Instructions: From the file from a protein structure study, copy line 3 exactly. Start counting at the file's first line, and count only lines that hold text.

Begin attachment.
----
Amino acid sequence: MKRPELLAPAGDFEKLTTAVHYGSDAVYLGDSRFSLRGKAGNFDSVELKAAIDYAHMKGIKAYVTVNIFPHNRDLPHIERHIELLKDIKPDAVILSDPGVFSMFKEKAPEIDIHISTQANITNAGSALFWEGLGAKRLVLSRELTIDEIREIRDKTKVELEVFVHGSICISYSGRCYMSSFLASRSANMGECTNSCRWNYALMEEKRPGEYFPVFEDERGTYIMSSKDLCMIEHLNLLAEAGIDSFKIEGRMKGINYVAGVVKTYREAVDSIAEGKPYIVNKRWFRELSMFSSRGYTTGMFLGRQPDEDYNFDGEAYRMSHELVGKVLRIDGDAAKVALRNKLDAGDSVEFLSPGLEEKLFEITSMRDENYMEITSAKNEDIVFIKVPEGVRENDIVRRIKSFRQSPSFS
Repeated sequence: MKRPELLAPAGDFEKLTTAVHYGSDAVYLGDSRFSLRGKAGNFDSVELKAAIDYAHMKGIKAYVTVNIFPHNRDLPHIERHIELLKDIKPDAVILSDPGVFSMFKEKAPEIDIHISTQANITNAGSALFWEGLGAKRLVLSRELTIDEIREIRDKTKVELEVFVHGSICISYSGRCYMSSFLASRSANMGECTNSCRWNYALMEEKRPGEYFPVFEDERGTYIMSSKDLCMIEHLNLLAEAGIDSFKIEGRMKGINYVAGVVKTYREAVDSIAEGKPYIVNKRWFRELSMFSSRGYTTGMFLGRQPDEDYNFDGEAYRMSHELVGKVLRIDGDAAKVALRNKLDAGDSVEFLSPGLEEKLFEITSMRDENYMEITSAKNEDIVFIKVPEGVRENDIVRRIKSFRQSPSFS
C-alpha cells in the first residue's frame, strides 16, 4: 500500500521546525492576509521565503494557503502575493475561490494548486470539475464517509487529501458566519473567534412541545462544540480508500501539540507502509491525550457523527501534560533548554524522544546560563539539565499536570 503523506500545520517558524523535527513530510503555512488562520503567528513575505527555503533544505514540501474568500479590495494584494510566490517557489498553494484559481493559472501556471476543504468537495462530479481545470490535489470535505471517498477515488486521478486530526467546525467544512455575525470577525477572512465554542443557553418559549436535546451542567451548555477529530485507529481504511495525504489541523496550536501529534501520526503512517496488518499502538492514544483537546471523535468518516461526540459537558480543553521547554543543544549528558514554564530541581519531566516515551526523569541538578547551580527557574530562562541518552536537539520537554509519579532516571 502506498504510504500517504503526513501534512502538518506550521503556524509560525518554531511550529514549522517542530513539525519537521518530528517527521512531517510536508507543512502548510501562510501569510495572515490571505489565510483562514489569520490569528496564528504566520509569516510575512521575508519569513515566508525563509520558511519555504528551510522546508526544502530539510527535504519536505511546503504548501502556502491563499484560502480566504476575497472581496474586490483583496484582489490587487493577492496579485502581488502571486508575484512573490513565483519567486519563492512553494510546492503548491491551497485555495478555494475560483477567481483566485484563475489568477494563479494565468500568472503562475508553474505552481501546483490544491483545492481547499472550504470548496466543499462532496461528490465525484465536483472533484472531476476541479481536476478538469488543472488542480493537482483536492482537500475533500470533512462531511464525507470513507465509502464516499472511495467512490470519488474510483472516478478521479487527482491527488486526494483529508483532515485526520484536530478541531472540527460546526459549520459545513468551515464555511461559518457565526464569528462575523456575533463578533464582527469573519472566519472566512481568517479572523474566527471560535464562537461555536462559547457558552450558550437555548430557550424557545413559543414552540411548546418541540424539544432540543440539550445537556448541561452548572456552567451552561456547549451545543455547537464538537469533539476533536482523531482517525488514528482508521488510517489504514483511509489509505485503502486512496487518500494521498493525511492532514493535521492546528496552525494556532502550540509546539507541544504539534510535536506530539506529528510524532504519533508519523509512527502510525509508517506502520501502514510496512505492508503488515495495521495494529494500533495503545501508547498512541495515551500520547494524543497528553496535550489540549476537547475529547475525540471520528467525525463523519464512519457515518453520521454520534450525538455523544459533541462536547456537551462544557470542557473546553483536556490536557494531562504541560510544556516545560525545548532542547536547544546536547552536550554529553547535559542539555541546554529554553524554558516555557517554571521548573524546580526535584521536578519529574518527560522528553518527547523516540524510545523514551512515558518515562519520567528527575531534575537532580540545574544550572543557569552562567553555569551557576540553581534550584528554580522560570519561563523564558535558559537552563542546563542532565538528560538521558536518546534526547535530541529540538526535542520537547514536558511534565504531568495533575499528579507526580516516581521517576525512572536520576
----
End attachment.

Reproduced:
C-alpha cells in the first residue's frame, strides 16, 4: 500500500521546525492576509521565503494557503502575493475561490494548486470539475464517509487529501458566519473567534412541545462544540480508500501539540507502509491525550457523527501534560533548554524522544546560563539539565499536570 503523506500545520517558524523535527513530510503555512488562520503567528513575505527555503533544505514540501474568500479590495494584494510566490517557489498553494484559481493559472501556471476543504468537495462530479481545470490535489470535505471517498477515488486521478486530526467546525467544512455575525470577525477572512465554542443557553418559549436535546451542567451548555477529530485507529481504511495525504489541523496550536501529534501520526503512517496488518499502538492514544483537546471523535468518516461526540459537558480543553521547554543543544549528558514554564530541581519531566516515551526523569541538578547551580527557574530562562541518552536537539520537554509519579532516571 502506498504510504500517504503526513501534512502538518506550521503556524509560525518554531511550529514549522517542530513539525519537521518530528517527521512531517510536508507543512502548510501562510501569510495572515490571505489565510483562514489569520490569528496564528504566520509569516510575512521575508519569513515566508525563509520558511519555504528551510522546508526544502530539510527535504519536505511546503504548501502556502491563499484560502480566504476575497472581496474586490483583496484582489490587487493577492496579485502581488502571486508575484512573490513565483519567486519563492512553494510546492503548491491551497485555495478555494475560483477567481483566485484563475489568477494563479494565468500568472503562475508553474505552481501546483490544491483545492481547499472550504470548496466543499462532496461528490465525484465536483472533484472531476476541479481536476478538469488543472488542480493537482483536492482537500475533500470533512462531511464525507470513507465509502464516499472511495467512490470519488474510483472516478478521479487527482491527488486526494483529508483532515485526520484536530478541531472540527460546526459549520459545513468551515464555511461559518457565526464569528462575523456575533463578533464582527469573519472566519472566512481568517479572523474566527471560535464562537461555536462559547457558552450558550437555548430557550424557545413559543414552540411548546418541540424539544432540543440539550445537556448541561452548572456552567451552561456547549451545543455547537464538537469533539476533536482523531482517525488514528482508521488510517489504514483511509489509505485503502486512496487518500494521498493525511492532514493535521492546528496552525494556532502550540509546539507541544504539534510535536506530539506529528510524532504519533508519523509512527502510525509508517506502520501502514510496512505492508503488515495495521495494529494500533495503545501508547498512541495515551500520547494524543497528553496535550489540549476537547475529547475525540471520528467525525463523519464512519457515518453520521454520534450525538455523544459533541462536547456537551462544557470542557473546553483536556490536557494531562504541560510544556516545560525545548532542547536547544546536547552536550554529553547535559542539555541546554529554553524554558516555557517554571521548573524546580526535584521536578519529574518527560522528553518527547523516540524510545523514551512515558518515562519520567528527575531534575537532580540545574544550572543557569552562567553555569551557576540553581534550584528554580522560570519561563523564558535558559537552563542546563542532565538528560538521558536518546534526547535530541529540538526535542520537547514536558511534565504531568495533575499528579507526580516516581521517576525512572536520576